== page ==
Main image of article Top Soft Skills That Employers Want From Technologists

When it comes to landing new jobs and advancing your tech career, keeping your technical skills up-to-date is critical. But “soft skills” such as communication and empathy matter just as much, especially if your job involves regular interactions with colleagues and other stakeholders throughout your organization.

But which “soft skills” do employers value the most? That’s an excellent question. Emsi Burning Glass, which collects and analyzes millions of job postings from across the country, can give us some insight into which soft skills pop up most frequently in tech-related job postings. Here’s that data from the past 30 days: 

If you’re currently searching for a new job, make sure to include soft skills on your résumé and other application materials. Over the past few years, managers and executives have placed increasing emphasis on communication, empathy, and teamwork; by citing those skills during the application process, you boost your chances of being called for an interview. During the interview itself, make sure you come armed with good examples of times you used soft skills to successfully achieve something big—for instance, finishing a critical project or just helping teams to work together more effectively. 

If there’s room, you can also consider breaking out a separate “soft skills” section on your résumé. Tailor this section to each prospective position by citing the soft skills that a particular job posting calls out. Just make sure to only list those skills you actually know—if you say you have extensive experience mentoring younger colleagues, for instance, chances are very good that the recruiter or hiring manager will question you about that.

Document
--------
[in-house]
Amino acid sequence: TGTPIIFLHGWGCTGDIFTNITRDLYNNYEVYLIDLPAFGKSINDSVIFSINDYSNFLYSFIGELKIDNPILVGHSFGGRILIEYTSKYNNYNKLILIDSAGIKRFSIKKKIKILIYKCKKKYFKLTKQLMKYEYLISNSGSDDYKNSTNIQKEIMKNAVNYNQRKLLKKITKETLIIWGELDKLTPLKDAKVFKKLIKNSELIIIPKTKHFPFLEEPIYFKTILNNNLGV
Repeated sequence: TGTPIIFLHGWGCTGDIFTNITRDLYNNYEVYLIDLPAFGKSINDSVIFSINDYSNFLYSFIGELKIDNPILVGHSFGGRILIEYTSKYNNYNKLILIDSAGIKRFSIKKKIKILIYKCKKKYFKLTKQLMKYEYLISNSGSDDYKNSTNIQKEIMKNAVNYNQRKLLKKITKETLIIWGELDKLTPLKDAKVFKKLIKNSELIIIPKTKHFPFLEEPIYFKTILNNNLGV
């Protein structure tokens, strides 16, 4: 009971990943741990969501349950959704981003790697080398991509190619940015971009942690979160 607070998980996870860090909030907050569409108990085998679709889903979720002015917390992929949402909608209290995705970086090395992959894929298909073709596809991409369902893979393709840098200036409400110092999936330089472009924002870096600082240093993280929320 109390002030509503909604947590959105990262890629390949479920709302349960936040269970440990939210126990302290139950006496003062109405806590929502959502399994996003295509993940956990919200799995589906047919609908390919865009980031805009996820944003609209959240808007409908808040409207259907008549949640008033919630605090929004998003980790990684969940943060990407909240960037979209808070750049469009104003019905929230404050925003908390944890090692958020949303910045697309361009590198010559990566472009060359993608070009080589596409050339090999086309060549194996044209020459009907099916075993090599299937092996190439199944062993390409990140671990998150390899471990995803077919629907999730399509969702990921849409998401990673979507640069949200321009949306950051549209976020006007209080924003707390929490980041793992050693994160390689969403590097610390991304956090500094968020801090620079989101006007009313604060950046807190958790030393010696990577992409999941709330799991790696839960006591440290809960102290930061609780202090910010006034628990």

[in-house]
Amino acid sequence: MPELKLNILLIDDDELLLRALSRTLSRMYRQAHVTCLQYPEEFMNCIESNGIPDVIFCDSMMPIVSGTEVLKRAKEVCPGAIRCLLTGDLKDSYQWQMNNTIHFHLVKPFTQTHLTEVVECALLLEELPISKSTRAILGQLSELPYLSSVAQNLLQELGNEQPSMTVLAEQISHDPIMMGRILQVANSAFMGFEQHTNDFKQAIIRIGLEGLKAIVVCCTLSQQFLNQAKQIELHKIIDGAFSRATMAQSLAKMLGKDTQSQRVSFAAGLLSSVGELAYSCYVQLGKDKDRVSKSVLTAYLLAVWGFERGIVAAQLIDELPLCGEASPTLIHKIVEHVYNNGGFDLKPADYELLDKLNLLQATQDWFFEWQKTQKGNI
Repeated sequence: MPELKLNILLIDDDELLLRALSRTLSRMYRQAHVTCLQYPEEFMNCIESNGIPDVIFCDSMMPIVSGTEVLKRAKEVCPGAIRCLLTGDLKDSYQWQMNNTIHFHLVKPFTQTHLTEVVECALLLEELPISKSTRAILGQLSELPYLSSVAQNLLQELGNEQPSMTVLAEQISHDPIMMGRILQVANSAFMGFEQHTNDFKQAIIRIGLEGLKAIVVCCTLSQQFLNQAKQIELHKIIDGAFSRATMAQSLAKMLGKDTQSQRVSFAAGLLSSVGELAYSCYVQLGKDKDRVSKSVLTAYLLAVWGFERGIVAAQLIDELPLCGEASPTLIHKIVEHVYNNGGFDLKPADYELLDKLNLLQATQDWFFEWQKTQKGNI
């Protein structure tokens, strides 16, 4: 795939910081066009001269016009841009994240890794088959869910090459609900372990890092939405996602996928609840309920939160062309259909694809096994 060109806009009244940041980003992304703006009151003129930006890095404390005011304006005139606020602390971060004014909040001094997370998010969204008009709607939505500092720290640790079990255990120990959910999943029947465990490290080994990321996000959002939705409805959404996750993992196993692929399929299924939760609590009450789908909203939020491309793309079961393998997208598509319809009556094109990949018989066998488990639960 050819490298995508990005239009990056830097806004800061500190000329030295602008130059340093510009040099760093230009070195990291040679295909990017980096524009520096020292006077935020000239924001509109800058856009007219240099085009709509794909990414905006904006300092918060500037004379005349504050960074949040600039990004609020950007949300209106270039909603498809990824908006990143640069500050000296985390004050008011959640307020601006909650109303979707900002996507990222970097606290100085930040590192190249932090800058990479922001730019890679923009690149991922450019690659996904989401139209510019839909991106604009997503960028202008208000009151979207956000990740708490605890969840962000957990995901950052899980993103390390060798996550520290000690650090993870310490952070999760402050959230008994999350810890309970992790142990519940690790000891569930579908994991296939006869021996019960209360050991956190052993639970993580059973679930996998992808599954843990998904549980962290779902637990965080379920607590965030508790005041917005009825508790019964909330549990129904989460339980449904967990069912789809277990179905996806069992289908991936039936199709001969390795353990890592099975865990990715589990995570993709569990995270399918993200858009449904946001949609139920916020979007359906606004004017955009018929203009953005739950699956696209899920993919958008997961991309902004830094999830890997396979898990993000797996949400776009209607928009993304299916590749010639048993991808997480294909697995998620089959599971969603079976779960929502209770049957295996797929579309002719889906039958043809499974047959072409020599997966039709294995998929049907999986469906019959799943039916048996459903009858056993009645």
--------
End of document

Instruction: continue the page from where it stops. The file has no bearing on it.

Soft skills are just as important for freelance technologists. In 2020, some 78 percent of freelancers told an UpWork survey that “soft skills are at least equally as important as technical skills to succeed in their work.” Freelancers might not have to deal with the same office politics as full-time staffers, but they must nonetheless possess sterling communication and collaboration skills if they want to land new jobs and work effectively with clients. Since freelancers often work remotely, they must also have the know-how to “check in” often with their collaborators, and ensure that everyone’s needs are being effectively addressed.

And if you want to take on a management role, soft skills such as empathy and active listening are key; after all, it’s virtually certain you’ll have to manage some very difficult situations in terms of personnel. To put it simply, your career can’t advance without soft skills; make sure you master them just as you would any technical skill.